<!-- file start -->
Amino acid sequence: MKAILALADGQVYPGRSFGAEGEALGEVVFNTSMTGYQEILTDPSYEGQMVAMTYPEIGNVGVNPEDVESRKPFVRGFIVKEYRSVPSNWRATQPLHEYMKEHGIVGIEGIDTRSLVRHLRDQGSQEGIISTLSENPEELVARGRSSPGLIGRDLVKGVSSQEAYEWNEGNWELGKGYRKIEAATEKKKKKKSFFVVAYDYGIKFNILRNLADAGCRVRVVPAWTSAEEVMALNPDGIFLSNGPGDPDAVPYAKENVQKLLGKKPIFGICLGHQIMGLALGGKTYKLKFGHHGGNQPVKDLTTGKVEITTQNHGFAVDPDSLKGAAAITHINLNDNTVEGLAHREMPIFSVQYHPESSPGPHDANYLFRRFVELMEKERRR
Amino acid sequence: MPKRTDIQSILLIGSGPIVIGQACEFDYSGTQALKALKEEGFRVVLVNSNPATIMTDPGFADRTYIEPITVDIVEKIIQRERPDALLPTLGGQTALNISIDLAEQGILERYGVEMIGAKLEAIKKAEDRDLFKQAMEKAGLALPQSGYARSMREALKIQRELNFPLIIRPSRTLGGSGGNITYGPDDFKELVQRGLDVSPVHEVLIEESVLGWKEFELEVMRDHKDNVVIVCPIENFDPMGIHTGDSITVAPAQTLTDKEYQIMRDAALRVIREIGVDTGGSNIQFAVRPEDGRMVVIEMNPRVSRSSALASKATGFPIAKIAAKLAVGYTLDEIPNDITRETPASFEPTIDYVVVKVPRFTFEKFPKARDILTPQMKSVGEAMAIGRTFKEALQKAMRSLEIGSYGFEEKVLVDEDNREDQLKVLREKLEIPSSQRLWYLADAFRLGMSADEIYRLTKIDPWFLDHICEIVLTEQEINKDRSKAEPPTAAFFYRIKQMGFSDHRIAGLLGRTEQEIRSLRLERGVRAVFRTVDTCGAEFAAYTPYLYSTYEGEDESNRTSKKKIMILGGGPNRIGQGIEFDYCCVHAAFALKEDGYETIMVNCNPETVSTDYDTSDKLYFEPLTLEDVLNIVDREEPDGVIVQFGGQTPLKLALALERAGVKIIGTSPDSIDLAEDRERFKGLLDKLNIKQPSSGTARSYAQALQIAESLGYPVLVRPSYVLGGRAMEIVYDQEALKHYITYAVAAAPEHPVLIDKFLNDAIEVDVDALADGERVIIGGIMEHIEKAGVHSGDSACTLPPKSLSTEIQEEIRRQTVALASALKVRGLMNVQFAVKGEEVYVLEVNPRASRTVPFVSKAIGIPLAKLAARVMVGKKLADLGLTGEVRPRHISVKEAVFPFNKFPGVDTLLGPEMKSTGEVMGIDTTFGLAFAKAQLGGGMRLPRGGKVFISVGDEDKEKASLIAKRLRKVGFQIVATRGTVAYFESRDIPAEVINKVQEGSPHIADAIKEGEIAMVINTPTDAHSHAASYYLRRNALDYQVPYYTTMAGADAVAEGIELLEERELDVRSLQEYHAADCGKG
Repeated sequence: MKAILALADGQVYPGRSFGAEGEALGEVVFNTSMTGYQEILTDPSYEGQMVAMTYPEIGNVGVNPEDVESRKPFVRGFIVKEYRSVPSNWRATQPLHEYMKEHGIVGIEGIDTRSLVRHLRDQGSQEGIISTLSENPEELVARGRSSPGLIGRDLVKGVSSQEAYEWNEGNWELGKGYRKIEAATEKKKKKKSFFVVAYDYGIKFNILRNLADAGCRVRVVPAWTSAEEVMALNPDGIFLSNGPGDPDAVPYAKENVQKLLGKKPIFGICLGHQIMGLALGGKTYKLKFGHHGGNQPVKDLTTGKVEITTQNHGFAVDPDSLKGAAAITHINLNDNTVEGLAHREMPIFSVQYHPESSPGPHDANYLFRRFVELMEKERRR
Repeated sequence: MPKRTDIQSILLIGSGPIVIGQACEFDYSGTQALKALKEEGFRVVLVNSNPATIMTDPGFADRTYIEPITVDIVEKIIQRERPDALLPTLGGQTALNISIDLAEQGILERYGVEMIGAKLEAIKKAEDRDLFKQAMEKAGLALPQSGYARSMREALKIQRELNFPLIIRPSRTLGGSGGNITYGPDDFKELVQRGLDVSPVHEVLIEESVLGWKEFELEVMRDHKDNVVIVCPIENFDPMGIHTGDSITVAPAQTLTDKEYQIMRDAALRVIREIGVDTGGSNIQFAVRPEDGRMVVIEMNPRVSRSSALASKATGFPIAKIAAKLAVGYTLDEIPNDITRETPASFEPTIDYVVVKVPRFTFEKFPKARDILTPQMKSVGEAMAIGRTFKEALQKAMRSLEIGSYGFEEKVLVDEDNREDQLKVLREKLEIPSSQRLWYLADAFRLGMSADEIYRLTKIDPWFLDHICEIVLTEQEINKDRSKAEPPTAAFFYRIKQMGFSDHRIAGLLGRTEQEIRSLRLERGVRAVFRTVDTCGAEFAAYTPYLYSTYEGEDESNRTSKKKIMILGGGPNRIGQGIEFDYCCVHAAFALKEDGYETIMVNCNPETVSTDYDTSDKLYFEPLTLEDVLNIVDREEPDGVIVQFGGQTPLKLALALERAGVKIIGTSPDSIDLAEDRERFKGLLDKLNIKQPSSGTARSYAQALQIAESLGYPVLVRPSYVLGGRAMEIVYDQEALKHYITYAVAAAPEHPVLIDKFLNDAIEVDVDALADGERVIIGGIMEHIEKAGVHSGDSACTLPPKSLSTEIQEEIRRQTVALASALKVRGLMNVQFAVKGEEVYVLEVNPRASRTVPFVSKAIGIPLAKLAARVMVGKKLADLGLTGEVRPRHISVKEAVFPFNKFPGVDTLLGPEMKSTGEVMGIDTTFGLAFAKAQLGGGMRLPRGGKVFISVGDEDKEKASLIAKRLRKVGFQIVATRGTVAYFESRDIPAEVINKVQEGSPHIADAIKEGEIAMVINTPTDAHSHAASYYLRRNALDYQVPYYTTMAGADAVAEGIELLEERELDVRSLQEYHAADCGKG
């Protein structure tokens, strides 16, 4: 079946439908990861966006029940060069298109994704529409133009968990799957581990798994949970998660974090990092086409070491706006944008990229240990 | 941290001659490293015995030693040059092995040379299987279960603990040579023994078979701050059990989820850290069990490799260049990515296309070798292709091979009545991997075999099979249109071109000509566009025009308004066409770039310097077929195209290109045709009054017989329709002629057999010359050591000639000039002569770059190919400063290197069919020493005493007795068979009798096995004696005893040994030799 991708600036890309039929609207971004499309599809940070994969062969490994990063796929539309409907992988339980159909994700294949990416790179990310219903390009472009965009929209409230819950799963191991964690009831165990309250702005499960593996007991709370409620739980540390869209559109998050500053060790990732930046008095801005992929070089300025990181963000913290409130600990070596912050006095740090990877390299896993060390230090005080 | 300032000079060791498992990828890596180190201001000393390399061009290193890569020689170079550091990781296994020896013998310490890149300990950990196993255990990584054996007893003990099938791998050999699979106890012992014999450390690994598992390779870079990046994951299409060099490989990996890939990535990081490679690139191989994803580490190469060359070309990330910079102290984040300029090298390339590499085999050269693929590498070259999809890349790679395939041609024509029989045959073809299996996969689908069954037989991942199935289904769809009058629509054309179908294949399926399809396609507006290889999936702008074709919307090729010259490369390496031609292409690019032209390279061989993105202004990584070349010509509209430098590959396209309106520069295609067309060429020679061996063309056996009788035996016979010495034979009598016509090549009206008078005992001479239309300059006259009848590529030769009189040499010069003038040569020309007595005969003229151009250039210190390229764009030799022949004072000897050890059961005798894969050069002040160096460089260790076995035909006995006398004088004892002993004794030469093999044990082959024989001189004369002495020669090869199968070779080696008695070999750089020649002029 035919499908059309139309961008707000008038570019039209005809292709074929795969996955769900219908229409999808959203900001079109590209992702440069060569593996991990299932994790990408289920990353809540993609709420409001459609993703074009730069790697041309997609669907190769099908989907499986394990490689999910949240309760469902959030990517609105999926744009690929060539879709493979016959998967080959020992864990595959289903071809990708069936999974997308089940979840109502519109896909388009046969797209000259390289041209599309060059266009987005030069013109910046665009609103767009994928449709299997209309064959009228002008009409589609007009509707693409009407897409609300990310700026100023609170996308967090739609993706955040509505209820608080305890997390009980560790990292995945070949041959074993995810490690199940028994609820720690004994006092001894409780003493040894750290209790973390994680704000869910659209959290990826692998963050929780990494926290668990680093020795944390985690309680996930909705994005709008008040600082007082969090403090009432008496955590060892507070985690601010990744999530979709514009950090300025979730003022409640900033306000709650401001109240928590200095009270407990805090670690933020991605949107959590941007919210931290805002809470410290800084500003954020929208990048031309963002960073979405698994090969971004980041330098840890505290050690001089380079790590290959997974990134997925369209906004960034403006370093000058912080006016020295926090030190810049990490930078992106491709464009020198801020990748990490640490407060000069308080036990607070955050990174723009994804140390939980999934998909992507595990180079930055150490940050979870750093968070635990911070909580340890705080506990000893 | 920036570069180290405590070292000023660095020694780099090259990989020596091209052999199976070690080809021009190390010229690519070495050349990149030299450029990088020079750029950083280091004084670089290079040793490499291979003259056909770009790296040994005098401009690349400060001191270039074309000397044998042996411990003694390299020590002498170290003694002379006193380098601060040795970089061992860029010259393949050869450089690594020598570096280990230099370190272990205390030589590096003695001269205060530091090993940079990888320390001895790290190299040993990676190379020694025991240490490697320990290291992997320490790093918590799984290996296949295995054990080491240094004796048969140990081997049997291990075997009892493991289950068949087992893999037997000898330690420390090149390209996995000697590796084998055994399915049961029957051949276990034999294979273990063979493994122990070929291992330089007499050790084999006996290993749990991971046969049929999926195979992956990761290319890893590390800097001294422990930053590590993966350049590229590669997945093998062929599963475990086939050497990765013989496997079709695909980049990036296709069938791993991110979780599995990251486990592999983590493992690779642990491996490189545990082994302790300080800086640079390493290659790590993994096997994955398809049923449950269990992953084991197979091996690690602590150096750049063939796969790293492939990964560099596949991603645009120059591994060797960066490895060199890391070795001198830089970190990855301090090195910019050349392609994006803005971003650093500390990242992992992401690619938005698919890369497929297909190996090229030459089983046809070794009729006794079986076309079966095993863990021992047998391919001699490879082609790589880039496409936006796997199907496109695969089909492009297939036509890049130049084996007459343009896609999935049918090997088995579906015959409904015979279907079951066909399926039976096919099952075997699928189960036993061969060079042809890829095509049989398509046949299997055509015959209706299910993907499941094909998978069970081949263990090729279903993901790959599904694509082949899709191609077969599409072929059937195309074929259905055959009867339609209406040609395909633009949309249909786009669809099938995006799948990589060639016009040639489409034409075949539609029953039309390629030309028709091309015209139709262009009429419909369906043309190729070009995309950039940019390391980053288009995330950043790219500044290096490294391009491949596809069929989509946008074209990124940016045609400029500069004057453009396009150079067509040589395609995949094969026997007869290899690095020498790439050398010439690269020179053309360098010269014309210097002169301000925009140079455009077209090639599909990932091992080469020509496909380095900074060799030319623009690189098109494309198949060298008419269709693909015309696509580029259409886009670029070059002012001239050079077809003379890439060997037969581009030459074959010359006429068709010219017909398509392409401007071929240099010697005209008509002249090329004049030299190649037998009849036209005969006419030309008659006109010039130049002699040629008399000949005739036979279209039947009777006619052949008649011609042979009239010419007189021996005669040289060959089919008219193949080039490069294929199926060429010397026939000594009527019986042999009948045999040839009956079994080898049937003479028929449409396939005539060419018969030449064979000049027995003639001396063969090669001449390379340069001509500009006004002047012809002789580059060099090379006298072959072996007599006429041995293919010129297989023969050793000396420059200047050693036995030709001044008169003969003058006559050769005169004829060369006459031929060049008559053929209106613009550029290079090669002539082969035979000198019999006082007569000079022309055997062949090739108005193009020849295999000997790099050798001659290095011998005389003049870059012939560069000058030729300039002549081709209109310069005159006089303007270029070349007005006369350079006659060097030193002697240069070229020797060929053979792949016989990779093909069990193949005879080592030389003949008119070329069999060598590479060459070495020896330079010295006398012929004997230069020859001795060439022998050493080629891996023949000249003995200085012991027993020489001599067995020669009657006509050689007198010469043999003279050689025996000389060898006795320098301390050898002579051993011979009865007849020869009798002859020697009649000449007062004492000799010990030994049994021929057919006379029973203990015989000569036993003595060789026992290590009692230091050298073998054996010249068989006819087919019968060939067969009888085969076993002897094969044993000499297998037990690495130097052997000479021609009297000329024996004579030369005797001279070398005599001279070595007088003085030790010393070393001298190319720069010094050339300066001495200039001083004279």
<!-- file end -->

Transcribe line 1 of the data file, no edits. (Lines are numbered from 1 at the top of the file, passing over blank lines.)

Amino acid sequence: MKAILALADGQVYPGRSFGAEGEALGEVVFNTSMTGYQEILTDPSYEGQMVAMTYPEIGNVGVNPEDVESRKPFVRGFIVKEYRSVPSNWRATQPLHEYMKEHGIVGIEGIDTRSLVRHLRDQGSQEGIISTLSENPEELVARGRSSPGLIGRDLVKGVSSQEAYEWNEGNWELGKGYRKIEAATEKKKKKKSFFVVAYDYGIKFNILRNLADAGCRVRVVPAWTSAEEVMALNPDGIFLSNGPGDPDAVPYAKENVQKLLGKKPIFGICLGHQIMGLALGGKTYKLKFGHHGGNQPVKDLTTGKVEITTQNHGFAVDPDSLKGAAAITHINLNDNTVEGLAHREMPIFSVQYHPESSPGPHDANYLFRRFVELMEKERRR